Killer’s wife continues to lie 19 years later, prosecutors suggest
Although Nancy McKinnon admitted that she “started the ball rolling” in conspiring to execute her estranged husband, she continues to lie about her role in the murder, as prosecutor Shane Parker suggested in his cross-examination of the convicted killer.
McKinnon, 52, and her former boyfriend Joey Bruso were convicted of first-degree murder in the 2003 death of Nick Maradyn. The couple was sentenced to life in prison without a chance of parole for 25 years.
This week, after serving 19 years and seven months of her life sentence, McKinnon faces a jury and King’s Bench Magistrates’ Court David Labrenz for a faint hope hearing.
As it stands, McKinnon is eligible for parole in June 2025 and parole in June 2028.
Faint Hope motions were scrapped by Parliament in 2011, but those convicted before the law was changed can still apply after serving at least 15 years in prison.
The murder took place just 10 days before Maradyn’s divorce with McKinnon was finalized. Within 48 hours of his death, she attempted to make claims on his insurance policies.
McKinnon denied that money was her motive for murder, testifying that Maradyn was abusive and that she was angry.
“You exaggerated Nick Maradyn’s physical abuse to exaggerate your victimhood,” Parker suggested.
“He would do anything for you?”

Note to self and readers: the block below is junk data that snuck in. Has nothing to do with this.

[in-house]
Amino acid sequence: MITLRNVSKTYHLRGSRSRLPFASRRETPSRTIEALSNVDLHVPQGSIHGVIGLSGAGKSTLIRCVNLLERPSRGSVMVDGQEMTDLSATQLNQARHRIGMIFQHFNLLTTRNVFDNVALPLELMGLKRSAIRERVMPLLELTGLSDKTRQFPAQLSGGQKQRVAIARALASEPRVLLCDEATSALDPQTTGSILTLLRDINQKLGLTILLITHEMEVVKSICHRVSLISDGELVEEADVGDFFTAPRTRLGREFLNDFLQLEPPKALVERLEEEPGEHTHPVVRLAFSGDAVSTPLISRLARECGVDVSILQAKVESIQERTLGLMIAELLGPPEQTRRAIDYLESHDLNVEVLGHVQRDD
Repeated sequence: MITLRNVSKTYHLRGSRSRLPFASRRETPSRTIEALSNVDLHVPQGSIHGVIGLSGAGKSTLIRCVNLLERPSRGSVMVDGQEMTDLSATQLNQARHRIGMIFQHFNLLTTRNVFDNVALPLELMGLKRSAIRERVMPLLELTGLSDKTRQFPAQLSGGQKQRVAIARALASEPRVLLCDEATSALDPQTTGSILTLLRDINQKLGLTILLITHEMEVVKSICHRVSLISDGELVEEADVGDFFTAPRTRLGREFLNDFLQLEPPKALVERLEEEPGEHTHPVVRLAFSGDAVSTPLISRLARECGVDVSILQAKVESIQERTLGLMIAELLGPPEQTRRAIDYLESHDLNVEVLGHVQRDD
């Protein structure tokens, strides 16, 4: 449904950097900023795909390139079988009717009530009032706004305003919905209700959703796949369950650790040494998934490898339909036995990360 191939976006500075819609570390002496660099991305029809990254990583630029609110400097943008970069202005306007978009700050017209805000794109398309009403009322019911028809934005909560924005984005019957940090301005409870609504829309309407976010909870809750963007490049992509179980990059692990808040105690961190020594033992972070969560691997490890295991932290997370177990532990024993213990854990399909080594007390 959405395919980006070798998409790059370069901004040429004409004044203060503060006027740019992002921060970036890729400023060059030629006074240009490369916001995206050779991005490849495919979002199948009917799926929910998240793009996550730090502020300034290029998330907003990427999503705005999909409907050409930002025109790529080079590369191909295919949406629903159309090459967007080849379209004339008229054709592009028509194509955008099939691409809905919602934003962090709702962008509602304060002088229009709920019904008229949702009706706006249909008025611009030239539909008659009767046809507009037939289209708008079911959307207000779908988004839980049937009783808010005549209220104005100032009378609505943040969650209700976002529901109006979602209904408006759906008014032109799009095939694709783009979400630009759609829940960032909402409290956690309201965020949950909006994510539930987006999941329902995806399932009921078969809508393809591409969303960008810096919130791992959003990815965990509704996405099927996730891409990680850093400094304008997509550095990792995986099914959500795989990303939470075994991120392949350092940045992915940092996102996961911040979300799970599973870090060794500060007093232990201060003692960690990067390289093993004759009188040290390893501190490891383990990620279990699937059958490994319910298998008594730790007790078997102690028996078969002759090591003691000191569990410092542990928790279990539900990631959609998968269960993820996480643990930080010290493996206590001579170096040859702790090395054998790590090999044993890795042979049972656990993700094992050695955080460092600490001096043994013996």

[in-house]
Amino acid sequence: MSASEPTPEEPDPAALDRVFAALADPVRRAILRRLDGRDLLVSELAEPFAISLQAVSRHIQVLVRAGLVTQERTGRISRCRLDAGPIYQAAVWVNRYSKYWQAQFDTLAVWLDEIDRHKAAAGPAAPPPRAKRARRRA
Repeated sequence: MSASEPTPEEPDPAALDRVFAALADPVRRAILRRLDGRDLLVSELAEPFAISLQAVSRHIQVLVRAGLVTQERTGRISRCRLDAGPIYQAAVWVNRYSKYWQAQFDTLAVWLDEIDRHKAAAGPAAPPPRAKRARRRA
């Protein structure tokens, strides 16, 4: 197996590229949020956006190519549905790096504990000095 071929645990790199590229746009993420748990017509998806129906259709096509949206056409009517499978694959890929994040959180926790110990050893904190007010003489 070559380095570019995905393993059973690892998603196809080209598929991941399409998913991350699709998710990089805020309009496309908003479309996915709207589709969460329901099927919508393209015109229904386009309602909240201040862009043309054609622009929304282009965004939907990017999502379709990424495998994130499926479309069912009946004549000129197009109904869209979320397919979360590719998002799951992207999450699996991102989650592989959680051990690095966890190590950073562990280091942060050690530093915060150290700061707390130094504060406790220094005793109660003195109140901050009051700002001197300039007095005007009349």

On June 14, 2003, after 1 am, Maradyn received a phone call. Leaving his seven-year-old son to sleep on the sofa, he drove to a remote location off Highway 2A near Crossfield.
McKinnon and Bruso had only been together a few weeks when they killed Maradyn. Bruso and his victim had never met.
The call to the victim was made from McKinnon’s phone, but she denies making it.
“He would do anything for you?” Parker asked.
McKinnon replied, “Right.”
“He left the house in the middle of the night for a stranger?” Parker asked.
“I don’t know what was said,” she replied.
“Joey Bruso can’t be in two places at once”
Maradyn was found around 2am with a gunshot wound to the right side of his face. The passenger-side window of his truck was rolled down and he sat as if he had leaned forward to speak to someone.
A shell casing was found about 20 yards away, suggesting that Bruso had been lying in wait.
McKinnon denied stopping him so he was right where Bruso had a clean shot through the passenger window.
Parker asked McKinnon how Bruso was able to shoot Maradyn from 20 yards while stopping the victim at the same time.
“Miss McKinnon, Joey Bruso can’t be in two places at once,” Parker said.
“By my count…this is your sixth version of your role in the assassination of Nick Maradyn.”
“I’ve been working on myself”
After the murder, McKinnon told the friend she called Maradyn for help, then stopped him when he pulled up to her side after a U-turn at the side of the freeway.
“That was actually your first version of your role in the execution of Nick Maradyn,” Parker said.
On Tuesday, McKinnon told defense attorney James McLeod that she has changed during her time in prison and now accepts responsibility for Maradyn’s death.
“Looking back, I was a terrible person,” McKinnon said. “I used people, I manipulated them.”
The jury will hear evidence until next week before deciding whether McKinnon can apply for early parole.